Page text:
In the last financial year, TRA received 34,180 applications for skills assessment, about 10,000 of which were from foreign students. TRA initially accepted the documents of the students in question as genuine. But after the Federal Government received information suggesting their paperwork could be bogus, it sent letters to the students threatening to revoke their successful skills assessments if they did not prove their documents were authentic within 28 days.

    More than 60 such letters have been sent to foreign students since the start of the year, with 48 sent last month alone.

    The Department of Education, Employment and Workplace Relations, which investigates matters relating to international education refuses to say how many students have already had successful skills assessments revoked.

    “Disclosing departmental actions as part of quality control and fraud measure could adversely impact on the administration of the program,” the department said in a statement to The Age.

    The students are believed to be either close to the expiry of their student visas or on bridging visas. Either way, they will be expected to leave the country within 28 days if they are unable to prove their documents are genuine.

    The identification of students suspected of using bogus documents follows the discovery of an alleged racket uncovered by the Department of Immigration and Citizenship in March.

    Three migration agents were allegedly providing fake documentation to support permanent residency applications for foreign students based on their claimed skills in a number of occupations, including cooking, hairdressing, horticulture work and car mechanics.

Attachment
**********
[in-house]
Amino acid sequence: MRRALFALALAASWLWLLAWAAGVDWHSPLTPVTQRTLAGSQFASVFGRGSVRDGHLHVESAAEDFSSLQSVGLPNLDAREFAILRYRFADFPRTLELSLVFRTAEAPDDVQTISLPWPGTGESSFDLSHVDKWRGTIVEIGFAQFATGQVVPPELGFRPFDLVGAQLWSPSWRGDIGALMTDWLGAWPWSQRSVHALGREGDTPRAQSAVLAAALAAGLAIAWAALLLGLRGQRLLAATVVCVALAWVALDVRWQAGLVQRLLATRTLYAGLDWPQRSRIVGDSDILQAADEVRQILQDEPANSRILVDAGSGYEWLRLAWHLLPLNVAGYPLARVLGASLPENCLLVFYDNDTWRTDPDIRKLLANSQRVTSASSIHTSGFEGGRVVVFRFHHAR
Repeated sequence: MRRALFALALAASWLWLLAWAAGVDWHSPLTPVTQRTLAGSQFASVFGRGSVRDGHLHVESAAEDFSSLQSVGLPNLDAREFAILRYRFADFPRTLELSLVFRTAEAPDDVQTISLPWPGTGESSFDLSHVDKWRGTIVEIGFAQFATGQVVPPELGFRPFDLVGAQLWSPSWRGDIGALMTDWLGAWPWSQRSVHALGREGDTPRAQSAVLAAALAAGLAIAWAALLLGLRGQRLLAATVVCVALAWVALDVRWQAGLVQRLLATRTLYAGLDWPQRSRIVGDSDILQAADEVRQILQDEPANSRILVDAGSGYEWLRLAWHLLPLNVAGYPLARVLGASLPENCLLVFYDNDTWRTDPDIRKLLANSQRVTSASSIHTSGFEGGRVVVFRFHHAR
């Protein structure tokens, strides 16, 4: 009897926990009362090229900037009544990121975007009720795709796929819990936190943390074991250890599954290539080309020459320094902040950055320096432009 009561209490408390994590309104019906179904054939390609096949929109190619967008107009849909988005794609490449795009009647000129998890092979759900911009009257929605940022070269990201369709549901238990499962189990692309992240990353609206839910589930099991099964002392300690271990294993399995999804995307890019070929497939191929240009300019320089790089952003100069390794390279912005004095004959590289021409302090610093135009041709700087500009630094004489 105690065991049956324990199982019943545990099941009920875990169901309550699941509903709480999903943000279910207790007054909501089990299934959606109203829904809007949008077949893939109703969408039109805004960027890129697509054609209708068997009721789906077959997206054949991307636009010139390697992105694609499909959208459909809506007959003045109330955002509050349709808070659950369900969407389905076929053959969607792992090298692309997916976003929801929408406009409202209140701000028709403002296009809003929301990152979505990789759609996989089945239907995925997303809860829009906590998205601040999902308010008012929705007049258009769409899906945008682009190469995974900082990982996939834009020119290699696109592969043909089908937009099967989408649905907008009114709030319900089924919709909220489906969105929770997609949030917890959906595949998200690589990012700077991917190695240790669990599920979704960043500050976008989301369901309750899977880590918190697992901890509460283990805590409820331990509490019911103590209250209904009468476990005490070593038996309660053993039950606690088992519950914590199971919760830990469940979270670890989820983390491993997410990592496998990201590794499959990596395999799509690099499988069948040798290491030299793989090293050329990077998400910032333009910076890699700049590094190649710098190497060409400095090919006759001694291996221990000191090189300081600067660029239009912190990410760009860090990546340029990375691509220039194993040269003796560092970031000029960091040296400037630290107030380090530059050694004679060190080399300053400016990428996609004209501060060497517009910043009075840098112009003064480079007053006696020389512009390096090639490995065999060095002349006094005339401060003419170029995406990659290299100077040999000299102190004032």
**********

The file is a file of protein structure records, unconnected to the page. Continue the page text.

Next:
Investigations are continuing into possible offences relating to forgery and migration fraud, which carry penalties of up to 10 years’ imprisonment.

    Source  :  www.theage.com.au

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    The Migration Institute of Australia supports calls for a Senate Inquiry into international education in Australia.   Studying 

    The sector deserves closer scrutiny by government, including an attempt to crack down on education agents here and overseas who, unlike migration agents, can act without regulation. It is an industry too valuable to be hijacked by illegal and unethical behaviour by either desperate visa seekers or unscrupulous operators.

    If migration agents are involved they will be barred from the profession. This behaviour is not tolerated in the migration profession. Students who need immigration or visa advice should only rely on registered migration agents.

    Once arriving here, international students deserve the wholehearted support of the Australian community and it is loathsome that those seeking an education may be targeted by violent offenders. We can’t let a valuable Australian educational experience be tainted by the shocking behaviour of the few.

    Source  www.mia.org.au

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    Two more swine flu cases in WA, Scotch College student ill

    NEARLY 100 staff and students at WA’s exclusive Scotch College are being tested for swine flu after an 11-year-old boy fell ill with the virus.

    Eleven-year-old Scotch College student, Harry, who returned from Melbourne on June 1, has tested positive for the H1N1 virus.

    A 23-year-old woman, who returned from Melbourne on June 3, was also confirmed to have it.